Over the years, many North Americans have come to know and love the lowly wild member of the onion family known as the “ramp” (Allium tricoccum). Why? Ramps possess an unmistakable flavor and powerful aroma that immediately announces their membership in the widespread onion family (Alliaceae), but which is, at the same time, absolutely unique. Ramps, or wild leeks, as they are commonly known in the northern part of their range, have earned their place in the lore of the Appalachian hill country where they have been a tradition as far back as anyone can remember.
What makes ramps, and wild foods in general, so popular? Perhaps they appeal to some innate impulse that goes back to our hunter-gatherer past, or perhaps we unconsciously identify them as a wholesome and nutritious food. It may even be that harvesting wild foods gives us the satisfaction of “getting something for nothing,” a feeling that appeals to us all.
Ramps have an interesting annual cycle, first poking their sturdy green shoots up very early in the spring, often by mid-March, sometimes through a thin layer of snow. “Early ramps” are pencil-slender, with thin, white bulbs and tender green shoots. Many ramp lovers swear that the early ramps are the best of them all, with a pungent, hot bite and intense flavor. As the weather warms, the green tops grow tall and broad, the stems take on a purple-reddish hue and the bulbs slowly begin to swell. Later in their growing season, the leaves yellow and die back, a flowering stem emerges and the bulbs become fat & sweet.
Each stage of the ramp’s growth has its own special qualities which are particularly suited to different preparations – but all are delicious. Whether you know it best as the ramp or the wild leek, we heartily encourage you to enjoy & experiment with the wonderful flavor of this humble, yet highly esteemed plant and to support the responsible harvest of a time-honored wild food.
Are Ramps Being Overharvested?
Ramps are a wild resource that can be inexhaustible – if they are harvested & managed responsibly. Since their huge boom in popularity in recent years (largely fueled by their “must-have” status in top restaurants across the country), there’s been a lot of talk about the overharvesting of ramps and wild leeks. It’s true that overharvesting can severely damage the natural forest ecosystem that ramps and other plants need to survive.
Several years ago, Earthy Delights created a set of guidelines for responsible ramp harvesting which all of our foragers are contractually obligated to follow. We recommend that all ramp foragers, casual or professional, harvest only 20% of any ramp patch each season in order to preserve the abundant supply of this much-loved resource for the future. Ramps are prolific breeders and, like other allium relatives, can multiply both by root division and the production of seeds. Given time, the ramps you DON’T pick can easily replenish those which you’ve harvested.
Bottom line: don’t overpick your local ramp patch and you’ll be able to enjoy them forever – and that’s a long, long time.
Favorite Ramp Recipes
Ramps have gained a wide following and with such intense, robust flavor, it’s easy to understand why. The enticing taste of spicy-garlicky ramps cuts across all social and economic boundaries, making them equally appropriate for upscale white tablecloth dining establishments or down-home country picnics. Following are four of our favorite ramp recipes that we’re sure you’ll enjoy.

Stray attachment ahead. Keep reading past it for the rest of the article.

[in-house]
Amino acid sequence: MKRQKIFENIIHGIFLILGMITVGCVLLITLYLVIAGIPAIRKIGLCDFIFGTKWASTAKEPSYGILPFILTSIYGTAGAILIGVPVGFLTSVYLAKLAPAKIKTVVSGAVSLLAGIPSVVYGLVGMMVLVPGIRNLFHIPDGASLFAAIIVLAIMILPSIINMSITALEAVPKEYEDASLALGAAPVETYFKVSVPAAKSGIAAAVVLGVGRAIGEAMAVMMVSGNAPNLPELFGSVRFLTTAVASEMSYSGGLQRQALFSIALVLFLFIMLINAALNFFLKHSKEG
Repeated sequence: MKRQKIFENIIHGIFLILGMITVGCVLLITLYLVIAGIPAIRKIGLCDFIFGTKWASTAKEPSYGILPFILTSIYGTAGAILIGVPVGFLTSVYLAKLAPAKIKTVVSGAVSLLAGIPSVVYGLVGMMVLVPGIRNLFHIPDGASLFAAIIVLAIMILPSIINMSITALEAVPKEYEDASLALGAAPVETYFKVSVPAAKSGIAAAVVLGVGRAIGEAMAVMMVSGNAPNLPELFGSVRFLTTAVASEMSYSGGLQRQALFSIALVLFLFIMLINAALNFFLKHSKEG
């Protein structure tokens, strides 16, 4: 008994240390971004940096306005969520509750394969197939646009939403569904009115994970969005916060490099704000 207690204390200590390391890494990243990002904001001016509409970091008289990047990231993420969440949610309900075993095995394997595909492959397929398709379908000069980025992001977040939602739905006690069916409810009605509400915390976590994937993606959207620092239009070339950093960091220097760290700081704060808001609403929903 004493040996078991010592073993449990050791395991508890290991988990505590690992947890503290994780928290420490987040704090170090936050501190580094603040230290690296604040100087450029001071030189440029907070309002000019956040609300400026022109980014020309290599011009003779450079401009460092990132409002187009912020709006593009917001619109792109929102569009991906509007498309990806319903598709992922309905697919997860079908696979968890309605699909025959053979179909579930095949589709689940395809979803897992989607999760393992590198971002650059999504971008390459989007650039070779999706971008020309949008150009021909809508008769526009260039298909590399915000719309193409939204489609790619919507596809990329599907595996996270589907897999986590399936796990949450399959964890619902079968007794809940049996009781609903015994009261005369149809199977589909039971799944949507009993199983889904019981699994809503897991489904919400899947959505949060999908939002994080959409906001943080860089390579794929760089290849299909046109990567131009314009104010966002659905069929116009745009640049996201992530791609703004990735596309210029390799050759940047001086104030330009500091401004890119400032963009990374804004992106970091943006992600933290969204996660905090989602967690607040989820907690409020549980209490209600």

Making risotto is a contemplative process. It’s not difficult; it just takes a certain amount of planning and time. Assemble your ingredients, heat the stock – then just stand at the stove and stir.
Ramp risotto captures the freshness of spring by using the two parts of the plant – the bulb with stem and the green leafy tops – differently. The pungent bulb, with its distinctive flavor and potent garlicky bite, goes in early in the cooking process. The long, slow simmering tames the sharpness and infuses that unique ramp flavor throughout the risotto. The ramp greens which have previously been blanched and pureed, are stirred in near the end of the cooking process to preserve both their vivid color and fresh flavor.
If you like grilling, bacon and ramps (not in any particular order), then this recipe is for you.
Wildly flavorful ramp relish could be used as a condiment with just about anything, but we’ve paired it here with an all-American classic, a flame-grilled frankfurter. Don’t just take our word for it – try in on your own grilling masterpiece!
Many of our favorite wild foods seem to appear all at once in the early spring, which can make it hard to appreciate each one adequately. A practical way to enjoy the season’s abundance is to combine several of them together into a single dish. Another is to preserve the fresh flavors of the spring wild harvest so they can be enjoyed all year round. This dish does both.
For those who love the wild flavors of two spring companions, morel mushrooms and ramps, this is comfort food at its very best. It’s even easier if you already have the ramp butter made in advance and ready to go.
Here, to tantalize your taste buds, is one of our most popular recipes of all time – Buttermilk Ramp Biscuits.
There is nothing difficult about making wonderful hot, fresh biscuits if you follow a few basic steps. With a little bit of practice, you can whip up a batch in 15 minutes or less (plus baking time, of course). Slide them into the oven and you’ll have just enough time to brew up a pot of coffee before they’re ready.
Many of the ingredients used in this recipe, and other recipes on the Earthy Delights Blog, can be purchased online at our retail website, Earthy.com. We welcome you to visit the Earthy.com website to view our extensive selection of hard-to-find ingredients and our complete Recipe Collection of over 500 tested recipes.
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